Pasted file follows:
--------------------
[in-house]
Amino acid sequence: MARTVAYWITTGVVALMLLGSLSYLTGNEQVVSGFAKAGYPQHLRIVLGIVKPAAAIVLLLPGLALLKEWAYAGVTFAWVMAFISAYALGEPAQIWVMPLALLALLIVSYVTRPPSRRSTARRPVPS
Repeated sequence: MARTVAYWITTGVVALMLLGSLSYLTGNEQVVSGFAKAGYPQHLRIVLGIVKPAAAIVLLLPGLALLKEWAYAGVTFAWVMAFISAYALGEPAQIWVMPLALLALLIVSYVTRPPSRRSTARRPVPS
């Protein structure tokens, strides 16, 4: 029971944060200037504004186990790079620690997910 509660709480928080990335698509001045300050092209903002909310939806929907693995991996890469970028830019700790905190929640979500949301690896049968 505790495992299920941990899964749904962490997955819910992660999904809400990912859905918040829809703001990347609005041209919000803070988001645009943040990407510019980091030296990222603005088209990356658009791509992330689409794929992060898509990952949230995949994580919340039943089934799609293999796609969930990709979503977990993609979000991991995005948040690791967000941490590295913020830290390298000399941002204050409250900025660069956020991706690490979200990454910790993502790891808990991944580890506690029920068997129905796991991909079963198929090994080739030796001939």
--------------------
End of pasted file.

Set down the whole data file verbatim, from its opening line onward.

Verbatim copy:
[in-house]
Amino acid sequence: MARTVAYWITTGVVALMLLGSLSYLTGNEQVVSGFAKAGYPQHLRIVLGIVKPAAAIVLLLPGLALLKEWAYAGVTFAWVMAFISAYALGEPAQIWVMPLALLALLIVSYVTRPPSRRSTARRPVPS
Repeated sequence: MARTVAYWITTGVVALMLLGSLSYLTGNEQVVSGFAKAGYPQHLRIVLGIVKPAAAIVLLLPGLALLKEWAYAGVTFAWVMAFISAYALGEPAQIWVMPLALLALLIVSYVTRPPSRRSTARRPVPS
């Protein structure tokens, strides 16, 4: 029971944060200037504004186990790079620690997910 509660709480928080990335698509001045300050092209903002909310939806929907693995991996890469970028830019700790905190929640979500949301690896049968 505790495992299920941990899964749904962490997955819910992660999904809400990912859905918040829809703001990347609005041209919000803070988001645009943040990407510019980091030296990222603005088209990356658009791509992330689409794929992060898509990952949230995949994580919340039943089934799609293999796609969930990709979503977990993609979000991991995005948040690791967000941490590295913020830290390298000399941002204050409250900025660069956020991706690490979200990454910790993502790891808990991944580890506690029920068997129905796991991909079963198929090994080739030796001939």